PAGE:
Burnout. You hear it so much these days.
Candles burn out when there is no wax left to draw from. Fires burn out when there’s no more oxygen left to fuel the flames. Engines burn out when they overheat. Employees burn out when they get too tired from working too hard. People burn out when the demands placed on them exceed the resources available to them, or in them.
Why I was burnt out? Because I was plugged out. Plugged out from God. I stood at the gates of God’s house and never took a step in.
I lost sight of the Maker. I was so focused on the things I needed to do that abiding in His presence became a lower priority. Instead of renewing the oil in my lamp on a daily basis, it became a weekly affair, then a monthly one, then …
The oil ran out. I burnt out.
In that period of burnout, I mostly felt lost. Things were just meaningless.
Dance and music were my go-tos whenever I needed a little boost or something to lift my spirits. But soon even these passions died off. I still served in the worship team, went for dance practice, practiced on my instrument at home. But it all felt so pointless.
Thoughts of self-condemnation infiltrated my mind. I found myself feeling an overwhelming sense of fatigue. No matter how much people around me tried to extend love, I dismissed it as them merely trying to fulfil their duties as a good Christian. I just felt bitterness and hatred towards everything and everyone.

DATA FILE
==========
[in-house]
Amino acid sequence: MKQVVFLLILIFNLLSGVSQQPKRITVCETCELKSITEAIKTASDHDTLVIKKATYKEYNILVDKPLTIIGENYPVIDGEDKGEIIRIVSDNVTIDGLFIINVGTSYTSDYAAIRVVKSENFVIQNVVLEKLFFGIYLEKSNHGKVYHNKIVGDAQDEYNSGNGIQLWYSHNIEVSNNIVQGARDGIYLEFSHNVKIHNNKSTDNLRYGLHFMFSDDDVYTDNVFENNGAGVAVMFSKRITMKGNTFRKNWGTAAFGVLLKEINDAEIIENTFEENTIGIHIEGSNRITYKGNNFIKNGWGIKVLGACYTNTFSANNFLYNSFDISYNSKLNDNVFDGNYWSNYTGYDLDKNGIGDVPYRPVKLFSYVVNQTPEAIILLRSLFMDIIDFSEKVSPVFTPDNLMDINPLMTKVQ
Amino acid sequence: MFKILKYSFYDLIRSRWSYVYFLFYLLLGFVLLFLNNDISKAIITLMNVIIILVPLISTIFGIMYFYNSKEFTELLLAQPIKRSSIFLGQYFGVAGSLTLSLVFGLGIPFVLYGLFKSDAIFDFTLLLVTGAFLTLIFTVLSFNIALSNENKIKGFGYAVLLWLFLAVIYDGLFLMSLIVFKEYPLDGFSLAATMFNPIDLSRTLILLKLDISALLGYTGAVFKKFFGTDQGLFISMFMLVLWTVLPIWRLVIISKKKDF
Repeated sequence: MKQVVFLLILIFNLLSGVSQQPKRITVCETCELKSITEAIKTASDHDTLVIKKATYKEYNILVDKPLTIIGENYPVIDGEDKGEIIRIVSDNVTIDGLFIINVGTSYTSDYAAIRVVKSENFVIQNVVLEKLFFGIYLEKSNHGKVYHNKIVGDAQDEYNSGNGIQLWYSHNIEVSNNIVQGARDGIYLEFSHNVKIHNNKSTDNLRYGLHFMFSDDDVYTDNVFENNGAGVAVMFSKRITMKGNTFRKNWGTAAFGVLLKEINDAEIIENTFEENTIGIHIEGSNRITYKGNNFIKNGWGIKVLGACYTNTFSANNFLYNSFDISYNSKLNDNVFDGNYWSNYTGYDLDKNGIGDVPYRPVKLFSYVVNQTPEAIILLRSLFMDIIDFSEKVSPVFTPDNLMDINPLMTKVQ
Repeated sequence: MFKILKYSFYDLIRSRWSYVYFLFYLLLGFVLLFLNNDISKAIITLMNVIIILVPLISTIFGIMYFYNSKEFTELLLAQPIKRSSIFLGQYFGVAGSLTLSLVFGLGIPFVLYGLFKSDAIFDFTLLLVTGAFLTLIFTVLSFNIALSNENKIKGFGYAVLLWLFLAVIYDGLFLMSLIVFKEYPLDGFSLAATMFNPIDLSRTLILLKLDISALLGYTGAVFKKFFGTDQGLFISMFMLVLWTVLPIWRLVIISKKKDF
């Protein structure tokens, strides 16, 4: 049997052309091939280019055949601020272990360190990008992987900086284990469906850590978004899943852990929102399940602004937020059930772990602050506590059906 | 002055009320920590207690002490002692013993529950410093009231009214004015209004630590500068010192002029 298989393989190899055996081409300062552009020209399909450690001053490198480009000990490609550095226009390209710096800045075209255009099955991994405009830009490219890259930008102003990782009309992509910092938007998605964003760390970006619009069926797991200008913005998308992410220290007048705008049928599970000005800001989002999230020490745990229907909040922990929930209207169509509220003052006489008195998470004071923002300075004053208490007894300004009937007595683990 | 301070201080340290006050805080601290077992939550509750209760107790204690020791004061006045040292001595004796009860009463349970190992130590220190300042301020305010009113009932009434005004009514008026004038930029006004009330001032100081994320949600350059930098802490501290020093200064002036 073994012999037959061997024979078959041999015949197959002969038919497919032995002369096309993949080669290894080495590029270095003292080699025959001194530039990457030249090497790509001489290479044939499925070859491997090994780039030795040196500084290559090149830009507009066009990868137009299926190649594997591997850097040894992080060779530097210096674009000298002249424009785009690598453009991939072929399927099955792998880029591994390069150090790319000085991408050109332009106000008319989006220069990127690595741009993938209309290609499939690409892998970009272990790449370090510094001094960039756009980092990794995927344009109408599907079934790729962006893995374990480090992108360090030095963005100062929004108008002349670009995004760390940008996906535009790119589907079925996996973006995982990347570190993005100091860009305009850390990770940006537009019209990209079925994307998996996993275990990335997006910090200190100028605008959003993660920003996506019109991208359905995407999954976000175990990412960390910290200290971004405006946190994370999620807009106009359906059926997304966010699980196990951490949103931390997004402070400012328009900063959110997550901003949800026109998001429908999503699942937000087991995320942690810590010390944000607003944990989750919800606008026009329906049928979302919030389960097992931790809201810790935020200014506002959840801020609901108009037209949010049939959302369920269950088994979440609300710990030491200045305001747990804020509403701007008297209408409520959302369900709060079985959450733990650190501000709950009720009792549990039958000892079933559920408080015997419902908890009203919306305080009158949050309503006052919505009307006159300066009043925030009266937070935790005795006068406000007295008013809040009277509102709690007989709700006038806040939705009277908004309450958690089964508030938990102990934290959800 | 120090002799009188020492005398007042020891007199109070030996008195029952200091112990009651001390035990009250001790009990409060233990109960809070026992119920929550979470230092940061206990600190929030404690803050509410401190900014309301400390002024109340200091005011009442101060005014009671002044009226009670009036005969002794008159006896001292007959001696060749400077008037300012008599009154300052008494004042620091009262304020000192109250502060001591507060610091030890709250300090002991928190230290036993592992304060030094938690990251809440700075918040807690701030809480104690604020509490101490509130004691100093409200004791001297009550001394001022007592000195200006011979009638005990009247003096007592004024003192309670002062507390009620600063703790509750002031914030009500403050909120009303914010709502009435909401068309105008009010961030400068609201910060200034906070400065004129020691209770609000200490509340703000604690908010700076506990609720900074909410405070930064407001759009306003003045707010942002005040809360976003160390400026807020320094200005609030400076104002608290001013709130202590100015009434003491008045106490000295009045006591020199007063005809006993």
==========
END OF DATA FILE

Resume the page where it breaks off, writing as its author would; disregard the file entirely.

I know God is everywhere, but I could not find God as I burned.
If I were to use a single word to describe that year, it would be: Abandoned.
I know God is everywhere, but I could not find God as I burned. Church – services, camp – felt empty. As I saw others raise their hands and voices to God, I stood there feeling as if my soul had left my body. I knew I would be just paying lip service if I mimicked them.
Several times in that season I cried out to God; I was angry at Him for not doing anything. I was crushed, feeling He was not there when I needed Him the most.
It felt like I was drowning. I was overwhelmed by the waves crashing over me; it took all I had just to stay afloat. The longer I tried, the more tired I became, and I know I could not keep it up for much longer.
Then I saw an outstretched hand for me to grab hold of. And as I grabbed it, I realised it had always been there. I was so distracted by the waves that I’d just chosen to ignore it.
God’s hand had been there all the time.
He was present on the many nights my tears soaked my pillow through. He sent people to walk alongside me. He made sure I never got more than I could handle. He wouldn’t let me crash and burn.
Burnout can be a big problem. It’s surprisingly common in churches, especially among those who actively serve – people are expected to be on the ball and always doing fine. When you request for a break, leaders may even try to convince you not to.
Yes, it is good to serve the church fervently. It is biblical to minister to and serve His people. But our primary duty as a child of God is to love the Father and abide in Him. God is not pleased when we serve Him solely with our hands – He wants our hearts to be yielded towards Him. God wants us to adopt the posture of Mary, not Martha.
Then I saw an outstretched hand for me to grab hold of. And as I grabbed it, I realised it had always been there.
Beyond just taking a break, more importantly, make sure you journey through this season with God. It’s tough to pull through – I felt like giving up countless times. Persevere, because He is the unchanging one.
In the time of Noah, eventually the rains had to stop, and the floods subside. In the time of Elijah, eventually the dry season had to end, and a cloud would appear, ready to burst forth with healing rains.
And so it will be for you, too.